A standard feature on the 2017 Ford Fusion Sport keeps watch for potholes and stiffens the shocks “faster than the blink of an eye” to effectively skip…
The 2015 Ford F-150 jumped to 18 percent of all F-150s sold in January, a Ford executive said Tuesday, showing strong consumer interest in the vehicle that is complicating life for auto body shops.
By Ford’s estimate, that interest and production growth will continue to the point where the the 2015 aluminum trucks will make up the majority of sales for the model by July 1.
Ford U.S. sales analyst Erich Merkle revealed the proportion during a conference call (available for replay here) to discuss January sales figures released earlier that day. The aluminum trucks were only 5 percent of F-150s sold in December, according to Ford President and CEO Mark Fields.
Some of the increase can probably be attributed by more F-150s being made available as Ford continues to smooth out and ramp up its production. Still, it indicates the 2015 model year of the popular truck isn’t sitting on the lot.
Far from it, actually. The 2015 F-150s sat at dealerships for an average of 12 days, and high-end models moved out even faster, with the King Ranches and Platinums gone in 10 and nine days, respectively.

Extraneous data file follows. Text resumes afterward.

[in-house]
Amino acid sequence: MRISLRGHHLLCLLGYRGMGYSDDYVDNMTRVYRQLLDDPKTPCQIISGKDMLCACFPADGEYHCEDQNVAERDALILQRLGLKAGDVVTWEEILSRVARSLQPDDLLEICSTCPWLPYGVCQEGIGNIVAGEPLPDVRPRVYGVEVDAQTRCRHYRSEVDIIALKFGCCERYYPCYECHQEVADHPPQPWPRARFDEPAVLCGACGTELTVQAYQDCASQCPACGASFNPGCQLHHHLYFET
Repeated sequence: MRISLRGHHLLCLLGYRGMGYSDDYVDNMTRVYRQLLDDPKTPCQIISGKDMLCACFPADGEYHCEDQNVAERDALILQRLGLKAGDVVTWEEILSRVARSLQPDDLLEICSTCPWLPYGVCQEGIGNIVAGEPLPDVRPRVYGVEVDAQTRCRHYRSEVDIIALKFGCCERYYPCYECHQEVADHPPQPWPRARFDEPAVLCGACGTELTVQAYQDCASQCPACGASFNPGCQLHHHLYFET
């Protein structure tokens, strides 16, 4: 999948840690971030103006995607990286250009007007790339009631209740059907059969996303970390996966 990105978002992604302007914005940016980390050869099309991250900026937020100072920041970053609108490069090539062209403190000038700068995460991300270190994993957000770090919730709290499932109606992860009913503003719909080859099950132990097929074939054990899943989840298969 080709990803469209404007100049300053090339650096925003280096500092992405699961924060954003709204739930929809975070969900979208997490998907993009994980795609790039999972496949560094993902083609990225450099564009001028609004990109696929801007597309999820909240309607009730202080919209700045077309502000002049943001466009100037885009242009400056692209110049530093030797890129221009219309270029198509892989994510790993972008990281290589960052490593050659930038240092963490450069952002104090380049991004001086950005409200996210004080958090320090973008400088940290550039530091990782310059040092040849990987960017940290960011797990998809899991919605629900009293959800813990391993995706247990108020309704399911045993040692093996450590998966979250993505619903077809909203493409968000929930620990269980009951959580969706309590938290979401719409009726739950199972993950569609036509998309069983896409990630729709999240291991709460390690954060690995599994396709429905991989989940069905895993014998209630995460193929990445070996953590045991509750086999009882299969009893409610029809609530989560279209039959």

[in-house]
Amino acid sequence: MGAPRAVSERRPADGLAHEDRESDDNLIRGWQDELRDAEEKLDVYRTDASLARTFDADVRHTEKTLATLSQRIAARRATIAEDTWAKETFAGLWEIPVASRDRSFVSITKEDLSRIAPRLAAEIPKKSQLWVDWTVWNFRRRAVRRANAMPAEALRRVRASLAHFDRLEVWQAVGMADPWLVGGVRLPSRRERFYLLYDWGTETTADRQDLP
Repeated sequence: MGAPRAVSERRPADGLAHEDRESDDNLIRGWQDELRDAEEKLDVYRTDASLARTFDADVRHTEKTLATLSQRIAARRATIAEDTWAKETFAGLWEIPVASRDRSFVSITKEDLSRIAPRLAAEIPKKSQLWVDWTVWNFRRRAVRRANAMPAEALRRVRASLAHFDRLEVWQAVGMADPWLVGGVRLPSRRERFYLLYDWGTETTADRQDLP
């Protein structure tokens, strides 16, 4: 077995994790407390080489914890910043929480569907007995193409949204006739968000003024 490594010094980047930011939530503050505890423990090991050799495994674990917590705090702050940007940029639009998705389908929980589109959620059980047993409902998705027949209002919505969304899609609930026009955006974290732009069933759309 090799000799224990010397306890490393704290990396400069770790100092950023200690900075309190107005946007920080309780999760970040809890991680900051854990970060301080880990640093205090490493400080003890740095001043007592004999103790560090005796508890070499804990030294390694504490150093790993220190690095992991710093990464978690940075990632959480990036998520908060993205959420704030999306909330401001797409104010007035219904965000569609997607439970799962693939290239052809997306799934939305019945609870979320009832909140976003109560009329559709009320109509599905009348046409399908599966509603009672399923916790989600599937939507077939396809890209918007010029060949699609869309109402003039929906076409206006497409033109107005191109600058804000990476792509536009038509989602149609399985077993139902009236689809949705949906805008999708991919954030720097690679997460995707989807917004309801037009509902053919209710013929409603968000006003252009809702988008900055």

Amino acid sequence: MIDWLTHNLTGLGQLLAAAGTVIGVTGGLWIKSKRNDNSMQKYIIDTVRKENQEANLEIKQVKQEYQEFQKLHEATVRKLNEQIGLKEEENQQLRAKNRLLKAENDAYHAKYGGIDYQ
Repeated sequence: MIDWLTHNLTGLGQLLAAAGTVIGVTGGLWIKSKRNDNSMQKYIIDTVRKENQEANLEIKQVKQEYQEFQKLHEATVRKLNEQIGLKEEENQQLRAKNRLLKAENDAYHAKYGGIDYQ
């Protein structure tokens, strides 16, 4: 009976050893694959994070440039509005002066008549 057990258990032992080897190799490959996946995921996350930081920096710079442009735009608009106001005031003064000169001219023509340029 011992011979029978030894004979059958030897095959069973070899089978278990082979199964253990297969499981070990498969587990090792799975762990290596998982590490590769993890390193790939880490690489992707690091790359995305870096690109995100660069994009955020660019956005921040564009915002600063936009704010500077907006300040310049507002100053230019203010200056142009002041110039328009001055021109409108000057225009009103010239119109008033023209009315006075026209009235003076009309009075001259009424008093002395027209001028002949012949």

Merkle said there’d been a “strong response” to the trucks, which were the “fastest-turning” Ford vehicle for a second month.
Merkle said the 18 percent increase skewed towards the high-end versions of the 2015 model year. (That could mean more $900 taillight repairs for trucks, as Edmunds pointed out when it cracked the combined light-and-blind-spot-sensor taillight on its mid-level 2015 F-150 Lariat.)
The F series of trucks in general sold 17 percent more than last January with 54,370. It was the best F-series January increase since 2004. Overall Ford sales also increased by the most since 2004.
“We are extremely pleased with F-series performance,” Merkle said.
He noted that F-series truck sales could stay “tempered” a little until the Kansas City plant gets fully online. That should happen this quarter, Merkle said.
“More F-150s are on the way,” he said.
Asked about when Ford would be mainly selling the new F-150s, Merkle answered, “We expect our inventory and our stock, to be in a good position by the end of the second quarter mid-year.” (June 30, 2015)
Merkle said it was “too early” for any real takeaways from the 2015 F-150s, but the company was happy so far.
F-150 sales prices overall were up $2,100 from January 2013, though Merkle wouldn’t provide a breakdown of how much of an increase the new F-150 was seeing.
Live event replay: Here is the feed of Twitter updates from the call and other Ford-related news.
Featured image: The 2015 Ford F-150 is seen in San Antonio, Texas, in September 2014. (Sam VarnHagen/Provided by Ford)